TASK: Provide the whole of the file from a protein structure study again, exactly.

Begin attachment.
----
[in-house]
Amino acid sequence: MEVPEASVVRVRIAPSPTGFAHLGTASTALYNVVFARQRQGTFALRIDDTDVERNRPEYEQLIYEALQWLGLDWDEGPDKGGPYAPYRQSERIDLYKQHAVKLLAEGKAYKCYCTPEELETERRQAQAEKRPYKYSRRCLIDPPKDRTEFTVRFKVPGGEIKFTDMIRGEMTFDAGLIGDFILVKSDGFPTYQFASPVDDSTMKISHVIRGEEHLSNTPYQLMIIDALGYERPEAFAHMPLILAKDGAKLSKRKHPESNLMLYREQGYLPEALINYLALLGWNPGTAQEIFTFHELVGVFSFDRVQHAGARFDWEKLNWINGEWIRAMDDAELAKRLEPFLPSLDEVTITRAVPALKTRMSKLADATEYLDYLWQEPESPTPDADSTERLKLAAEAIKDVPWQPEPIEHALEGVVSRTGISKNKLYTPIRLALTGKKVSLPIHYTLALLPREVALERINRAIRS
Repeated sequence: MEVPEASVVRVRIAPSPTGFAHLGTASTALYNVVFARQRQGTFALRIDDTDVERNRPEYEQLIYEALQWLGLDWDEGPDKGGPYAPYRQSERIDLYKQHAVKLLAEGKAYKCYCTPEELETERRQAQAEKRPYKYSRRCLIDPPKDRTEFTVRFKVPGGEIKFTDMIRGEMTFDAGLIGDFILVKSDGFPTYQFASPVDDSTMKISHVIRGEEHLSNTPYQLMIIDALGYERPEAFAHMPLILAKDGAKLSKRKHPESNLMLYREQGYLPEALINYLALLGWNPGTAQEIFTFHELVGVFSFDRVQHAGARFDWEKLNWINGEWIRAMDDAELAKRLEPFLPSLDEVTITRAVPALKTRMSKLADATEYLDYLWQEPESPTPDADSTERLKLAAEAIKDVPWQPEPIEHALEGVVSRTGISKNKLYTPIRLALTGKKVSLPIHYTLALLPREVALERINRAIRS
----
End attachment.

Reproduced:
[in-house]
Amino acid sequence: MEVPEASVVRVRIAPSPTGFAHLGTASTALYNVVFARQRQGTFALRIDDTDVERNRPEYEQLIYEALQWLGLDWDEGPDKGGPYAPYRQSERIDLYKQHAVKLLAEGKAYKCYCTPEELETERRQAQAEKRPYKYSRRCLIDPPKDRTEFTVRFKVPGGEIKFTDMIRGEMTFDAGLIGDFILVKSDGFPTYQFASPVDDSTMKISHVIRGEEHLSNTPYQLMIIDALGYERPEAFAHMPLILAKDGAKLSKRKHPESNLMLYREQGYLPEALINYLALLGWNPGTAQEIFTFHELVGVFSFDRVQHAGARFDWEKLNWINGEWIRAMDDAELAKRLEPFLPSLDEVTITRAVPALKTRMSKLADATEYLDYLWQEPESPTPDADSTERLKLAAEAIKDVPWQPEPIEHALEGVVSRTGISKNKLYTPIRLALTGKKVSLPIHYTLALLPREVALERINRAIRS
Repeated sequence: MEVPEASVVRVRIAPSPTGFAHLGTASTALYNVVFARQRQGTFALRIDDTDVERNRPEYEQLIYEALQWLGLDWDEGPDKGGPYAPYRQSERIDLYKQHAVKLLAEGKAYKCYCTPEELETERRQAQAEKRPYKYSRRCLIDPPKDRTEFTVRFKVPGGEIKFTDMIRGEMTFDAGLIGDFILVKSDGFPTYQFASPVDDSTMKISHVIRGEEHLSNTPYQLMIIDALGYERPEAFAHMPLILAKDGAKLSKRKHPESNLMLYREQGYLPEALINYLALLGWNPGTAQEIFTFHELVGVFSFDRVQHAGARFDWEKLNWINGEWIRAMDDAELAKRLEPFLPSLDEVTITRAVPALKTRMSKLADATEYLDYLWQEPESPTPDADSTERLKLAAEAIKDVPWQPEPIEHALEGVVSRTGISKNKLYTPIRLALTGKKVSLPIHYTLALLPREVALERINRAIRS